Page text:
A long time since I posted. Strange times as we are all in lock down. Not a huge difference for me as I generally work from my home office, but the peace and quiet, no planes and few cars is a pleasant change.
Fortunately, software projects do continue and have had an interesting task to tackle in the last few days. With a little more time I thought it would be great to document this (and others) while in lockdown.
The current project is to provide a MySQL Rest Api in minutes around a database of rain data. Sounds straight forward, though the timescales are very tight, thus am looking for a pragmatic and quick solution rather than, perhaps, a beautiful architecture. The MySQL database provides global weather data across a region or town. The full project is to provide the data on mobile devices, in a mobile-friendly way, rather than lines of data or uninteresting charts. My challenge is purely to offer up the data.
With recent experience of the OpenXava framework which took me along the Hibernate, JPA and Tomcat route I was drawn to a JAX-RS approach, probably using Glassfish and Jersey. But, after a quick Google I came across a RESTful Web Services generator for MySQL. A slight reservation, would it perform and do enough of what we needed. ‘Enough of what we need’ is a good question. What do we need the API to do. A good time to ask the question! After a discussion, I found that we have 8 tables, mainly small, though the main data table has 4.5 million rows, definitely a challenge. The large data table would be filtered by location, date and time and type of variable.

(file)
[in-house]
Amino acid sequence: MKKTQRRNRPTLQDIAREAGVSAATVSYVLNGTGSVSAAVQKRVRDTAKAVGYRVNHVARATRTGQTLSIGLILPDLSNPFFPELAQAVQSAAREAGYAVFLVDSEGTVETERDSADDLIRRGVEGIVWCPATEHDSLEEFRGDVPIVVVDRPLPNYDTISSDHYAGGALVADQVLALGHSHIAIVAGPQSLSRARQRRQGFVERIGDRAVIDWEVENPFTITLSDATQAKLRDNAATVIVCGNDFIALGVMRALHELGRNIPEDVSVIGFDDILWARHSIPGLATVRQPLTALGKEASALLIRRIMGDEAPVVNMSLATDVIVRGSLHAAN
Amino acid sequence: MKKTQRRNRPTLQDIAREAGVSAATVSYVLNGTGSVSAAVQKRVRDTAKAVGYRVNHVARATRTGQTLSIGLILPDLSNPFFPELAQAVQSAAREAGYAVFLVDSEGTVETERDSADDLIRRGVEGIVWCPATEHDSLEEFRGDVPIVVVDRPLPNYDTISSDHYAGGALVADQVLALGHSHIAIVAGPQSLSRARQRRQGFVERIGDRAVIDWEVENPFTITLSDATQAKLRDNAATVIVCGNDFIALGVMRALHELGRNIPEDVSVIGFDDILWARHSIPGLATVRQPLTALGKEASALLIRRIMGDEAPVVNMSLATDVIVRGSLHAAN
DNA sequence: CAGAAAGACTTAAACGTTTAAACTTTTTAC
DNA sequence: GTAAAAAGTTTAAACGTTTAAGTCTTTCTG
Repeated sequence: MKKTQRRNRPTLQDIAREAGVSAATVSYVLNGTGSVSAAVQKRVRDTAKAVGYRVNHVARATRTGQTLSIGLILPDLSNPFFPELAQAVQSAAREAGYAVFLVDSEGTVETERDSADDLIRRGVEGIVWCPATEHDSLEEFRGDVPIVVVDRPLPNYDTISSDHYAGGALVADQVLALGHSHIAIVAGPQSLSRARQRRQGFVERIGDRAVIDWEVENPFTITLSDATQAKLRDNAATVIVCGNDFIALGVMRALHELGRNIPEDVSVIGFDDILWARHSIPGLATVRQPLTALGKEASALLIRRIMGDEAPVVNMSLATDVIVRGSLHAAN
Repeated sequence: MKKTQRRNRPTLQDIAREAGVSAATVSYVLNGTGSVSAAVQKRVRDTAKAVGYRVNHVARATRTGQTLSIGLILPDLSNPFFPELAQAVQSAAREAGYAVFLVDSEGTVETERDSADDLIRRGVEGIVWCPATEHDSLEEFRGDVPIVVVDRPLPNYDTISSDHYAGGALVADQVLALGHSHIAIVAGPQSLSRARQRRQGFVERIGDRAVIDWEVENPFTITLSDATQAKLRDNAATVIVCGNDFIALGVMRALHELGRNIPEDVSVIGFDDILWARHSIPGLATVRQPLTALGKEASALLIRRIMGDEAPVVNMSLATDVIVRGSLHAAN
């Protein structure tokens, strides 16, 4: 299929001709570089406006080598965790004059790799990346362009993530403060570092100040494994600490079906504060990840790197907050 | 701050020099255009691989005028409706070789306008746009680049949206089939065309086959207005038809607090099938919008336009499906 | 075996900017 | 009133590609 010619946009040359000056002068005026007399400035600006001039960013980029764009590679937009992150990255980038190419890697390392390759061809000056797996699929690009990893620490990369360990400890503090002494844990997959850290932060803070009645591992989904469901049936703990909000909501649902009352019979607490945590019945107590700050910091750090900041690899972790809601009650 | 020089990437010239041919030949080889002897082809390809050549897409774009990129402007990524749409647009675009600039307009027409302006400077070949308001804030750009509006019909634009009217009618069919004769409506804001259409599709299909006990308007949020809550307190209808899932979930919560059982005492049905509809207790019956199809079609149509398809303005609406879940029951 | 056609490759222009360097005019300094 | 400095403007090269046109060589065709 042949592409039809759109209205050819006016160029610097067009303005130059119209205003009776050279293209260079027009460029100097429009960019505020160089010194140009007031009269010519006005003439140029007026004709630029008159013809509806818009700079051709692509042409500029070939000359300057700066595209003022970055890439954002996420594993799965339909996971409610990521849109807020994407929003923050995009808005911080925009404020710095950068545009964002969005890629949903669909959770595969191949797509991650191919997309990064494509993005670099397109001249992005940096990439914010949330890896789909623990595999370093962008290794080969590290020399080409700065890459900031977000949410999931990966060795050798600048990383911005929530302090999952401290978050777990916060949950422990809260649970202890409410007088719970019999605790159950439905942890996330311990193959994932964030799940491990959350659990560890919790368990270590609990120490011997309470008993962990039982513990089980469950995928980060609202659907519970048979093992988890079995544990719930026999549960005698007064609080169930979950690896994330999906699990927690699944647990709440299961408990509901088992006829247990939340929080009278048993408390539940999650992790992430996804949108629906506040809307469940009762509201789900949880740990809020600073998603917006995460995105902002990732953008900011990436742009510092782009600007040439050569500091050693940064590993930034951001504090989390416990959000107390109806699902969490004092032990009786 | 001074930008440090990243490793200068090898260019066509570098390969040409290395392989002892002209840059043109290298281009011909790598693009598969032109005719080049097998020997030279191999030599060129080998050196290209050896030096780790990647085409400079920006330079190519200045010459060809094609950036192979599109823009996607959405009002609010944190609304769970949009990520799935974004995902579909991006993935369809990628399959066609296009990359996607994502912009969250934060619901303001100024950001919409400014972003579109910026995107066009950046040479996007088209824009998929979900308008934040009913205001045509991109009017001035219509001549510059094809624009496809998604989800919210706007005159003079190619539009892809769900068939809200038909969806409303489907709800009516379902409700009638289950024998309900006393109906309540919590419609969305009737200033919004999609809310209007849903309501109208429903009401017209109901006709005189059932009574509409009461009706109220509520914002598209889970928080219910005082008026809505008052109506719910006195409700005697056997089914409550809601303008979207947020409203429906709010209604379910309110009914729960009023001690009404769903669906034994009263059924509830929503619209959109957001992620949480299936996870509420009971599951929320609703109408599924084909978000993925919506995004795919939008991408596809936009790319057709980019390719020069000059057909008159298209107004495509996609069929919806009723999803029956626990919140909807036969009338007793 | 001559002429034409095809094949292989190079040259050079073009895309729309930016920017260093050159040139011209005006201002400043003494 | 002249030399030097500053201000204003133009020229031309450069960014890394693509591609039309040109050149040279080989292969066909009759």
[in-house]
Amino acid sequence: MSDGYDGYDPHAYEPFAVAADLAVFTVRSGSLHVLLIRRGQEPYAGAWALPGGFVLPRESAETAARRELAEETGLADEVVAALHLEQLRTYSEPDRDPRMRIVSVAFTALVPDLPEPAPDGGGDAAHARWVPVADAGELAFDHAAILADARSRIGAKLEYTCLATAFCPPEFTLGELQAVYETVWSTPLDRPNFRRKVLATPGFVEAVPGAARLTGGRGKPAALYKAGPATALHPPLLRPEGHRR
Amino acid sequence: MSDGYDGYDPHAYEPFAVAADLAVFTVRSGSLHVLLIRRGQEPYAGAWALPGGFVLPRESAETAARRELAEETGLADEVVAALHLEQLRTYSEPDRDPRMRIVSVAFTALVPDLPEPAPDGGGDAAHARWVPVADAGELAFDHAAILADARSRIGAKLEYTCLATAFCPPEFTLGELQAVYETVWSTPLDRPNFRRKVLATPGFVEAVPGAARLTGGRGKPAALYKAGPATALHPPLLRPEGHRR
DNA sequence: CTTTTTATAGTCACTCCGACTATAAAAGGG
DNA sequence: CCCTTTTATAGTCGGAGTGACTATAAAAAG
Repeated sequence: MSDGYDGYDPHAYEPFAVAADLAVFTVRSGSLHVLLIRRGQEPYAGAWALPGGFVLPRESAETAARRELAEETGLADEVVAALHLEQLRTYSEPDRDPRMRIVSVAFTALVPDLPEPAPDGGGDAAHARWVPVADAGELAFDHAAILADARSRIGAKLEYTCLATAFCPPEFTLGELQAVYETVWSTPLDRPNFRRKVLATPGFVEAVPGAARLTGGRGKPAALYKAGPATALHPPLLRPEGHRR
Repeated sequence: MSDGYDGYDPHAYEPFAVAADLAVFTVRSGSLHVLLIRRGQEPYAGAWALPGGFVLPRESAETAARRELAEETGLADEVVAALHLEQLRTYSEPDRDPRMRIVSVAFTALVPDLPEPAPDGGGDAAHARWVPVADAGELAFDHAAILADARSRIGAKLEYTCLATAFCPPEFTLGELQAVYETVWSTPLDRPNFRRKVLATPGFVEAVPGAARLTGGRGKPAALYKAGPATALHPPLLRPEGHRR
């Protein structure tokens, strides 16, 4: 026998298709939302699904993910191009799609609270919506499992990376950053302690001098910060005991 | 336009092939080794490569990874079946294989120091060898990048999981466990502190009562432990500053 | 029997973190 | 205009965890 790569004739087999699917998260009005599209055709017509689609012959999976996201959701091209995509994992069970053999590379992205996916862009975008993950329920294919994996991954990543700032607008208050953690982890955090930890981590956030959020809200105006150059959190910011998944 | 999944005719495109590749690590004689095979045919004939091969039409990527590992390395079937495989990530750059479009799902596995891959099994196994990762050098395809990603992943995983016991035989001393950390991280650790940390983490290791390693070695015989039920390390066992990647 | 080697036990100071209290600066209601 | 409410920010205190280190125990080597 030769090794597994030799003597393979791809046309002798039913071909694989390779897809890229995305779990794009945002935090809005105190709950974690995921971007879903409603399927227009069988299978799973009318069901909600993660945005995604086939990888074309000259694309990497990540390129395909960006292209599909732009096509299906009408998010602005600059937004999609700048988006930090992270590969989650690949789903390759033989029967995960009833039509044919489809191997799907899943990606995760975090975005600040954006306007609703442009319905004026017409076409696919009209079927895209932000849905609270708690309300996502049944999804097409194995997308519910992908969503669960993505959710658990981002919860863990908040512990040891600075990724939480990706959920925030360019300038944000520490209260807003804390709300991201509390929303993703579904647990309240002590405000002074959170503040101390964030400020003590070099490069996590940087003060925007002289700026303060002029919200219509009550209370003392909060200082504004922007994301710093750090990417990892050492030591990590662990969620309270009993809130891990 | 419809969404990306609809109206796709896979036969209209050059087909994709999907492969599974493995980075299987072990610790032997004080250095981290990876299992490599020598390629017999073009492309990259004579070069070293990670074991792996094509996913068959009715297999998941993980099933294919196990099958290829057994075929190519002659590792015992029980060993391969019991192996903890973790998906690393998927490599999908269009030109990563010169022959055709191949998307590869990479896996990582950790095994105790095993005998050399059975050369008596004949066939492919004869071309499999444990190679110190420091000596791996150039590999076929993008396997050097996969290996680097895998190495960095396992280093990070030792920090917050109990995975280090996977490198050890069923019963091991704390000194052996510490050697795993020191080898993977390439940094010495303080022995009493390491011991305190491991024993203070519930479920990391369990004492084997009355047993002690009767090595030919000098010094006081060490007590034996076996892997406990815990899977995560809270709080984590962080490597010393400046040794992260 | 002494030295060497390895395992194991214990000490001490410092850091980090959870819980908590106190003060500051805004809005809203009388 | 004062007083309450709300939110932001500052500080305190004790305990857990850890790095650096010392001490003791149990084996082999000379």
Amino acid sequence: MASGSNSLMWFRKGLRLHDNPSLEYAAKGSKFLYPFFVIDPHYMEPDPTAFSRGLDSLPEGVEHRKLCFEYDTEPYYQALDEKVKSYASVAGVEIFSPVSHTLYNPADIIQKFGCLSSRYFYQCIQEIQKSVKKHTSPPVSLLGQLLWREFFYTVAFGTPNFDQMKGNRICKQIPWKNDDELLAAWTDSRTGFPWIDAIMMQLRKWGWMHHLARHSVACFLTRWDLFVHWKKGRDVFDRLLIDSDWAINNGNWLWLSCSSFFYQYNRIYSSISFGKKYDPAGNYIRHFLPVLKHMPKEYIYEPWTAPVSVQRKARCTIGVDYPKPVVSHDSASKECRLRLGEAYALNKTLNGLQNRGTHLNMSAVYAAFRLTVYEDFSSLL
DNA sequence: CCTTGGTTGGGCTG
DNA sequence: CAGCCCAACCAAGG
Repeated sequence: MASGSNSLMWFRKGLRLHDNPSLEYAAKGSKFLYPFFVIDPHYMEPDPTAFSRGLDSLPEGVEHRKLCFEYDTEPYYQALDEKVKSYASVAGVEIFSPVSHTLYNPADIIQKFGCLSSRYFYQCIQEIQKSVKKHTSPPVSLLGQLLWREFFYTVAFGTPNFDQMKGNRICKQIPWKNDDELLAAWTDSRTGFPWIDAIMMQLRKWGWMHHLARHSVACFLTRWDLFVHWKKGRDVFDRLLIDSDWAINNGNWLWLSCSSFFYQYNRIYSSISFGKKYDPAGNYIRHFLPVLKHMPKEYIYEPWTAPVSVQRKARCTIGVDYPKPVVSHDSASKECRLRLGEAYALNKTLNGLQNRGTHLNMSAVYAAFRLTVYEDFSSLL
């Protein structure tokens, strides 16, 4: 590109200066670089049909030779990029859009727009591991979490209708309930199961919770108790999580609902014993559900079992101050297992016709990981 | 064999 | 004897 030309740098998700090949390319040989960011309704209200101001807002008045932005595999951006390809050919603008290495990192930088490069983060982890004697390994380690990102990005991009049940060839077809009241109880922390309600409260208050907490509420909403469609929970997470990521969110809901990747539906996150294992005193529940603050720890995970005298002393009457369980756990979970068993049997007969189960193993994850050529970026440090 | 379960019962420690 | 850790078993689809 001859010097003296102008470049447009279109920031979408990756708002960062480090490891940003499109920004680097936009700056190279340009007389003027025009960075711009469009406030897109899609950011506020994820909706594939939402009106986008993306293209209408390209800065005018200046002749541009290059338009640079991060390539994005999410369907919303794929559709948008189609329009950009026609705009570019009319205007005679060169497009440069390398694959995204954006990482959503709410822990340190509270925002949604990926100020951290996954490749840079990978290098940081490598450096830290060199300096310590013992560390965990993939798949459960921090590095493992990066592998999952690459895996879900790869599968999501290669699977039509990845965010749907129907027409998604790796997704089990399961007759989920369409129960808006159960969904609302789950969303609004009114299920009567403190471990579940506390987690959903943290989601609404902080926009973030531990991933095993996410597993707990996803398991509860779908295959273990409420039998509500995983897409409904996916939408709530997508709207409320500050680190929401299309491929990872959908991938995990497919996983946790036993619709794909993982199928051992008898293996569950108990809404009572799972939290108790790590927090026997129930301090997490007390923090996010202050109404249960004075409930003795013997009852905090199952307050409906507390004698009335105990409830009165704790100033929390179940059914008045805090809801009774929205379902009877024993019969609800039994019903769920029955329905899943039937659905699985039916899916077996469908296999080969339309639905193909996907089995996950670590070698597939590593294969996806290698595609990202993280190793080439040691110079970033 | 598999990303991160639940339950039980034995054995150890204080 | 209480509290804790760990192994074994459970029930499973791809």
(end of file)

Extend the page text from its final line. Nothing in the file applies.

Using mainly defaults I started the service
REST API Creation
and the service was immediately available on port 3000 on the localhost. Mapping the service to an external URL is neatly explained in an excellent article by Mike Heavers (many thanks!)
Now to test using the api definition on the xmysql node rest api github site
https://host.com/rest/api/countries immediately returned a list of the first 20 records in JSON format from the countries table. Quite amazing.
There is a popular, though paid for alternative: